The lifts rising to Yitu Technology's headquarters have no buttons. The pass cards of the staff and visitors stepping into the elevators that service floors 23 and 25 of a newly built sky scraper in Shanghai's Hongqiao business district are read automatically – no swipe required – and each passenger is deposited at their specified floor. The only way to beat the system and alight at a different floor is to wait for someone who does have access and jump out alongside them. Or, if this were a sci-fi thriller, you'd set off the fire alarms and take the stairs while everyone else was evacuating. But even in that scenario you'd be caught: Yitu's cameras record everyone coming into the building and tracks them inside.
Question: can AI vision systems from Microsoft and Google, which are available for free to anybody, identify NSFW (not safe for work, nudity) images? Can this identification be used to automatically censor images by blacking out or blurring NSFW areas of the image? Method: I spent a few hours creating in some rough code in Microsoft office to find files on my computer and send them to Google Vision and Microsoft Vision so they could be analysed. I spent a few hours over the weekend just knocking some very rough code. Yes, they did reasonably well at (a) identifying images that could need censoring and (b) identifying where on the image things should be blocked out.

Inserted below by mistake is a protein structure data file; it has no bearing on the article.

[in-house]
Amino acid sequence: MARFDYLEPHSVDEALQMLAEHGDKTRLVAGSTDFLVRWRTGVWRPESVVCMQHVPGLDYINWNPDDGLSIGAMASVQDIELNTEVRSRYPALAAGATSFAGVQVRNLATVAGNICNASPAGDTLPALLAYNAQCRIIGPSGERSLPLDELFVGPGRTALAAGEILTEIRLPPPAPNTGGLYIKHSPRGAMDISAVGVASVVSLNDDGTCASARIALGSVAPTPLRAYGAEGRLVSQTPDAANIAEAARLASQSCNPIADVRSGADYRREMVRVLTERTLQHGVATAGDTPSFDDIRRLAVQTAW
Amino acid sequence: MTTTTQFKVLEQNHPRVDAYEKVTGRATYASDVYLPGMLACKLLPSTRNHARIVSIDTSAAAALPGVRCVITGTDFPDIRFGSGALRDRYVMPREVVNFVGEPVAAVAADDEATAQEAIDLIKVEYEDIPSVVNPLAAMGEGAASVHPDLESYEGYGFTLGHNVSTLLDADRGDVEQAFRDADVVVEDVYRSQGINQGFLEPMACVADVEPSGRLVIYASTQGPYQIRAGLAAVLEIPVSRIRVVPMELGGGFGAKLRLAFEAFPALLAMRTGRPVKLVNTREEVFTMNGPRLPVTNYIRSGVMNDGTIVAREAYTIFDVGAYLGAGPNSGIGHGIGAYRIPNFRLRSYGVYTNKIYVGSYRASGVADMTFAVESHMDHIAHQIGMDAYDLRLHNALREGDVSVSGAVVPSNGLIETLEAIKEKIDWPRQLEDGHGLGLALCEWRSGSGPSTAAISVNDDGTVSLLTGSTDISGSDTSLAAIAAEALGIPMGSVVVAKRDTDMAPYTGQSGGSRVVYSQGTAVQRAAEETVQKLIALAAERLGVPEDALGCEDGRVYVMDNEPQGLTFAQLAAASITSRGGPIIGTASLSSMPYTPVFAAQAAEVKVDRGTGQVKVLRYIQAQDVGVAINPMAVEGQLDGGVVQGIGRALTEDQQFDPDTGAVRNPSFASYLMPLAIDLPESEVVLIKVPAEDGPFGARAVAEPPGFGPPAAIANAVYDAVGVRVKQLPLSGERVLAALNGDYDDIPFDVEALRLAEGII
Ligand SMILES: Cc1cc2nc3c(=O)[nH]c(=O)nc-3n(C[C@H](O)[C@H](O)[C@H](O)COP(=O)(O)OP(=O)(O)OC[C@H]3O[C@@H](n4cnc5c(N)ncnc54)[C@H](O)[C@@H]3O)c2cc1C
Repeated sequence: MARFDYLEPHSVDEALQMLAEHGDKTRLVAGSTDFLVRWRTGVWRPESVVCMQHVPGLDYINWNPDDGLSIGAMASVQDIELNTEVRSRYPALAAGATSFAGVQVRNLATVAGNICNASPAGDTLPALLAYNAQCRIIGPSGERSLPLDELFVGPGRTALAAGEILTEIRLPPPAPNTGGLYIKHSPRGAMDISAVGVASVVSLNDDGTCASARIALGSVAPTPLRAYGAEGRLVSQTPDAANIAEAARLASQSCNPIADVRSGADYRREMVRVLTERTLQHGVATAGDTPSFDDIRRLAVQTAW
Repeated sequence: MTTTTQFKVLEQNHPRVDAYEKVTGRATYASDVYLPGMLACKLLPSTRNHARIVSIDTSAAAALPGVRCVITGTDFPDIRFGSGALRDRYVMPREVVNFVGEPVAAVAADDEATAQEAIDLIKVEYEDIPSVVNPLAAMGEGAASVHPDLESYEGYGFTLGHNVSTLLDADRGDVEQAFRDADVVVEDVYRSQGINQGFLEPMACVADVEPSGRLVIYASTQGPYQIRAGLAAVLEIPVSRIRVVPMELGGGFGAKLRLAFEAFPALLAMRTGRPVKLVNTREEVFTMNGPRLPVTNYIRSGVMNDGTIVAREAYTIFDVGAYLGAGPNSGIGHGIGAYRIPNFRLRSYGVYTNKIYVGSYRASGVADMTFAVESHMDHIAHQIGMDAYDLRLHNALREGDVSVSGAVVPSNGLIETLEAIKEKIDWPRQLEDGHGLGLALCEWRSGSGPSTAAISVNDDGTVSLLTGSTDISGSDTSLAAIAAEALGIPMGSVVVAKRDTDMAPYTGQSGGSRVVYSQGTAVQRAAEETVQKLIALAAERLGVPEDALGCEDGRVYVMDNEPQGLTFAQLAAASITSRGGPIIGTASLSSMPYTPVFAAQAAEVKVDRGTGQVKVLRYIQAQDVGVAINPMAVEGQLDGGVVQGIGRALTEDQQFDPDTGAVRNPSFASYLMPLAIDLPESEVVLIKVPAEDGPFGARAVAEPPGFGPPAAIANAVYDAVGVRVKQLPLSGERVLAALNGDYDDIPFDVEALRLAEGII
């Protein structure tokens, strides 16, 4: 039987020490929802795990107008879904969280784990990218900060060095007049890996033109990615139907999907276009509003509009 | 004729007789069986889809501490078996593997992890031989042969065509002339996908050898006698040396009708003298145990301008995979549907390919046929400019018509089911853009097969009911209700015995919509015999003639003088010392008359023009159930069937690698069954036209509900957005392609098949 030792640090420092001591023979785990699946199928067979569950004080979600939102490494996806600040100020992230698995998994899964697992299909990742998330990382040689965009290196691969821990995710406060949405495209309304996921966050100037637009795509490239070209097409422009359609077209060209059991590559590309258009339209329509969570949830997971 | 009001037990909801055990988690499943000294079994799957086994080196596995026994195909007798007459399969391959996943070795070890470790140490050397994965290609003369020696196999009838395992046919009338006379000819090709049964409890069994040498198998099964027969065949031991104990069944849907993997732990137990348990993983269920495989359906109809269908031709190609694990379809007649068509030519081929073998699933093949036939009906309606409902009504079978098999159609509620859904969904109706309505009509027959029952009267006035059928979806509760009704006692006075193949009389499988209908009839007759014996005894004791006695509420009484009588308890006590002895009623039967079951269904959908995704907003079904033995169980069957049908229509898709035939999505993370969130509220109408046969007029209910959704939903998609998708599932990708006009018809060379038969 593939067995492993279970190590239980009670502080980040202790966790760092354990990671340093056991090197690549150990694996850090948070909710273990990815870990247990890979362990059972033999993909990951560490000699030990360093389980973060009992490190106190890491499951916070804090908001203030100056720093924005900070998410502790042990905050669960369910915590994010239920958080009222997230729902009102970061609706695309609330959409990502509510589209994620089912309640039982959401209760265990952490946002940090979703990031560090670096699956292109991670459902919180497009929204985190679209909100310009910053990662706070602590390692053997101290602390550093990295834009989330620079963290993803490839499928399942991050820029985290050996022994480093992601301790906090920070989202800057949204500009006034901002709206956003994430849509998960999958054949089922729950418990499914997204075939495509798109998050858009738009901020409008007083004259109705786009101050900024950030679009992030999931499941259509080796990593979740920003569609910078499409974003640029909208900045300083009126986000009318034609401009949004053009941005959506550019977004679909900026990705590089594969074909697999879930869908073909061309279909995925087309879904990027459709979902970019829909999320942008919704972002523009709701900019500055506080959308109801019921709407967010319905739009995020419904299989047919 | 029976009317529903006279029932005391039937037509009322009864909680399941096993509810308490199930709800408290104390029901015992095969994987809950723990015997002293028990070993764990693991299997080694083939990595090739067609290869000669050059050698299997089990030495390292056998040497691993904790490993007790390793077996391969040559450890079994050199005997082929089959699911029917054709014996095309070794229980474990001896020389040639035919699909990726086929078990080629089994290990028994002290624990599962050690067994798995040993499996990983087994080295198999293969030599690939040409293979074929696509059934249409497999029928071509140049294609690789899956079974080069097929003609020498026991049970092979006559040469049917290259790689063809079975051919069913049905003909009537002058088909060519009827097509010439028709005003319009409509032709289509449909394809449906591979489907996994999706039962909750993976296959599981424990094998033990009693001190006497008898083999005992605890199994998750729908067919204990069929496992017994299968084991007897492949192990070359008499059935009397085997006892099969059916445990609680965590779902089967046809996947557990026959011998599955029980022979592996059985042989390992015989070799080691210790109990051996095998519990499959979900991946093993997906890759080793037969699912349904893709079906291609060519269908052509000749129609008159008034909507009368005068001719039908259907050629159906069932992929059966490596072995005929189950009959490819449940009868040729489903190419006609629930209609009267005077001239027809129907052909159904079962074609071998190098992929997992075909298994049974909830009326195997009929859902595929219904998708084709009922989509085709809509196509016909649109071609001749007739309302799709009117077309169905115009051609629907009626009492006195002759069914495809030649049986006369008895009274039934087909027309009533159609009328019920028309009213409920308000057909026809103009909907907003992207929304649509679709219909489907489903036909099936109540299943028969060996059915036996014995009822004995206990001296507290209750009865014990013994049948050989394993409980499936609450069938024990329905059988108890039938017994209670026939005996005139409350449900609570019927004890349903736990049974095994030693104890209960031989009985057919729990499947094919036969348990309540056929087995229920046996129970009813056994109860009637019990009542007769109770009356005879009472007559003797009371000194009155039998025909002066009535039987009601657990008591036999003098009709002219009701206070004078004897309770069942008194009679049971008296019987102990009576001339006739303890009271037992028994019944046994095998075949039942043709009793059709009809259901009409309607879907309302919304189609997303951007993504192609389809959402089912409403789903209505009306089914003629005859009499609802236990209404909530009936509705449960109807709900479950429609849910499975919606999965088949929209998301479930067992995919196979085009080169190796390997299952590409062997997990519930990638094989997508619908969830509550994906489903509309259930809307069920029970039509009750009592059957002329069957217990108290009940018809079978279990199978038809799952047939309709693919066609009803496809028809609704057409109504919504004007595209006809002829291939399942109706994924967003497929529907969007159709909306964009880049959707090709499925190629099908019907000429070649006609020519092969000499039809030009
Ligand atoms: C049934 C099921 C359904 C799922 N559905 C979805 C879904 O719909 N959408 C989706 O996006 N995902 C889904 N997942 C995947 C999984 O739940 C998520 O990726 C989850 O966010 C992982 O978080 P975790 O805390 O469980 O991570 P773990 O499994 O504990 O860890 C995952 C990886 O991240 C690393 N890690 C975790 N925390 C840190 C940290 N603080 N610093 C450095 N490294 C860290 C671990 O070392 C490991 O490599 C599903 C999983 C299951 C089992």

But a new, comprehensive report on the status of facial recognition as a tool in law enforcement shows the sheer scope and reach of the FBI's database of faces and those of state-level law enforcement agencies: Roughly half of American adults are included in those collections. The 150-page report, released on Tuesday by the Center for Privacy & Technology at the Georgetown University law school, found that law enforcement databases now include the facial recognition information of 117 million Americans, about one in two U.S. adults. Meanwhile, since law enforcement facial recognition systems often include mug shots and arrest rates among African Americans are higher than the general population, algorithms may be disproportionately able to find a match for black suspects. In reaction to the report, a coalition of more than 40 civil rights and civil liberties groups, including the American Civil Liberties Union and the Leadership Conference for Civil and Human Rights launched an initiative on Tuesday asking the Department of Justice's Civil Rights Division to evaluate current use of facial recognition technology around the country.